Streetwise Professor

July 10, 2007

The End of One Era, the Beginning of Another

Filed under: Derivatives,Energy,Exchanges — The Professor @ 7:17 pm

It’s a bummer (grew up in the 70s? who? me?) to have to read about the approval of the CBT-CME merger from distant China, where I am teaching until mid-July. But it’s good news nonetheless. Things played out pretty well as I forecast, with CME bumping its bid at the last minute, and ICE folding because it just couldn’t afford to overcome the CME’s efficiency advantages. Congratulations to the managements of both exchanges, and to their owner-members.

Although this brings down the curtain on the longest running act in the derivatives business (at least as an independent venture) it is a smart move. Due to mis-steps in the 90s (born out of a futile hope that they could stave off the electronic era by failing to create a viable electronic system and building a huge new trading floor–sorry guys, but Econ 1o1 says sunk costs are sunk), the CBT has been living on borrowed time for years. It never owned its clearing operation, and due to its failure to create and own its own technology, it was inevitable that it would be snapped up post-demutualization by somebody who owned both. And who better than the CME, with a first class clearing operation and arguably the best trading system in the business. The CBT-CME combination was clearly the most efficient way to go.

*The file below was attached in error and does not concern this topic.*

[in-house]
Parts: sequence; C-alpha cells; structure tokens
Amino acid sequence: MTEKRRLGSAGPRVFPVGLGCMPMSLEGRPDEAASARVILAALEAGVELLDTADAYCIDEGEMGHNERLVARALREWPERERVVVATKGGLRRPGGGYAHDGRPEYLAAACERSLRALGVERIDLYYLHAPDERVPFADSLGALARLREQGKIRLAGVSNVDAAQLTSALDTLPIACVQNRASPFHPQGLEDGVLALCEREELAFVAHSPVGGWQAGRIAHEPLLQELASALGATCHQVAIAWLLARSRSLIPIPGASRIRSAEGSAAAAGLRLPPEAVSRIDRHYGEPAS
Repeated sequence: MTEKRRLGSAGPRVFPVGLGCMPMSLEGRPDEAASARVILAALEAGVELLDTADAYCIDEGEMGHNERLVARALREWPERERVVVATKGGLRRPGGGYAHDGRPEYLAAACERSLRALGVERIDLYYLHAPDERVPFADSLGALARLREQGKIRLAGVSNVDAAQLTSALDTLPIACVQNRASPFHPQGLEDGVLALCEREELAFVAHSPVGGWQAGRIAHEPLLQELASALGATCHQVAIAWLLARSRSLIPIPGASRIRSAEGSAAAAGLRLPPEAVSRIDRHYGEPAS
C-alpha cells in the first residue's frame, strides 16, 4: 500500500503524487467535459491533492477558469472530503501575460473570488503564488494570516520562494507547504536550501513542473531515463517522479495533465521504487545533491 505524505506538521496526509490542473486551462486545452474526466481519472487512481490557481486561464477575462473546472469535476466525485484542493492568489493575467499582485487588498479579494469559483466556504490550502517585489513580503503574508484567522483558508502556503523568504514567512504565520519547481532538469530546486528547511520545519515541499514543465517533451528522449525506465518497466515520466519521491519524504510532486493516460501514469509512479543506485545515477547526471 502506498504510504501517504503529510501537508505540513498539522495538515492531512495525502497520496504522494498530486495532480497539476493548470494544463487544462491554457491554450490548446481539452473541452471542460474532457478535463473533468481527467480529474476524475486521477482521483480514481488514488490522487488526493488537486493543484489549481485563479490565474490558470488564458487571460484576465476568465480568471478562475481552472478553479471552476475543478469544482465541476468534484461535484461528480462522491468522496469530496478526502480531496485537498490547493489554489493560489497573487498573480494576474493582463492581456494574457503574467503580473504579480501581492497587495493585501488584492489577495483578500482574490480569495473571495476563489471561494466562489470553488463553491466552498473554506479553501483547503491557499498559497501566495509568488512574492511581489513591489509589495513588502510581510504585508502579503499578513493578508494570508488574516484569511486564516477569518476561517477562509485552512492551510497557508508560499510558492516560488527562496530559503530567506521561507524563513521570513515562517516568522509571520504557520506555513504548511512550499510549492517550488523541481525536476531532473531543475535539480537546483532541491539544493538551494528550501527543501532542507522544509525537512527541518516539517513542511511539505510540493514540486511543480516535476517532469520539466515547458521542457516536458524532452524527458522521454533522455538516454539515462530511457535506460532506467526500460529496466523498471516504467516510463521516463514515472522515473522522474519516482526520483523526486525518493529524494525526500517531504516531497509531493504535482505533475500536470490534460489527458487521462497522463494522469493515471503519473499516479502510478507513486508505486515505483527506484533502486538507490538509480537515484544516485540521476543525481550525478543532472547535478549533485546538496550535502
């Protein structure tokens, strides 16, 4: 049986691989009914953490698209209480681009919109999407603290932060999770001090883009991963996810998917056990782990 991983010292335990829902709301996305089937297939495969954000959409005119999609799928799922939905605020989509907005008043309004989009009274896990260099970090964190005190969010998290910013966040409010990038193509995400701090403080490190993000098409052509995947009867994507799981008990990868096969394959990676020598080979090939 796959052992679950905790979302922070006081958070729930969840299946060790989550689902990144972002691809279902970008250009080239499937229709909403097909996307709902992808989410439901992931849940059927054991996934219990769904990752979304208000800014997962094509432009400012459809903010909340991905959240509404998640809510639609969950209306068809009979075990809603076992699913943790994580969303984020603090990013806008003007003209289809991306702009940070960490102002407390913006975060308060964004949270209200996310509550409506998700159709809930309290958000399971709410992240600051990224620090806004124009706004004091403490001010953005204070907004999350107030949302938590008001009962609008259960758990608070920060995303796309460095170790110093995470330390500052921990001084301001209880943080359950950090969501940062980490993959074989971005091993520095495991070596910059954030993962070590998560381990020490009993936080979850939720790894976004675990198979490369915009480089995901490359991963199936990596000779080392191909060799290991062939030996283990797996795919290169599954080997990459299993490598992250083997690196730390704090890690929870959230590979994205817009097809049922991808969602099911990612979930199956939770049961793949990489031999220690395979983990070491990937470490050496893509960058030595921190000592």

As I noted in an earlier post, things will develop quickly, and the remaining independent exchanges will soon cease to be such. NYMEX and ICE will soon be the next to go–and for quite handsome prices, thank you. The FT surmises that NYSE-EuroNext will try to snap up NYMEX to break up the CME-NYMEX strategic partnership. I doubt it. That partnership has worked very well, so why should NYMEX migrate to a new platform only months after moving to Globex? Moreover, the clearing efficiencies would be large. As I have said for well over a year, I expect NYMEX to end up in the CME Group ASAP. The natural thing is for NYSE-EuroNext to buy ICE.

That pretty much leaves CBOE, and various small fry, at least in the US. (LSE is another matter altogether). One could see a rationale for CBOE combining with CME, but I think that (a) the CME’s reluctance to suffer any more SEC oversight than it has to, and (b) the lingering rancor over the CBT-CBOE trading rights will make that a difficult deal to do. (Although a marriage might be one way of dealing with that troublesome issue.) So I see CBOE going with NYSE too, although that’s going to have to wait resolution of the trading rights issue.

But those are tomorrow’s stories. Now it is appropriate to reflect on the glorious and colorful–though often contentious–history of the Chicago Board of Trade. Truly a pioneer, the derivatives business as we know it would not exist if it hadn’t blazed the trail for almost a century and a half. In some respects, however, that very historical legacy–the traditions and habits and interests that grow like barnacles on venerable institutions–impaired its ability to lead the industry in the 21st century. Its management made the wise choice of partnering with a younger, more dynamic, and lately more innovative exchange. I fully expect that this partnership will blaze yet more trails, and thereby enhance the efficiency of the financial markets in the 21st century and beyond.

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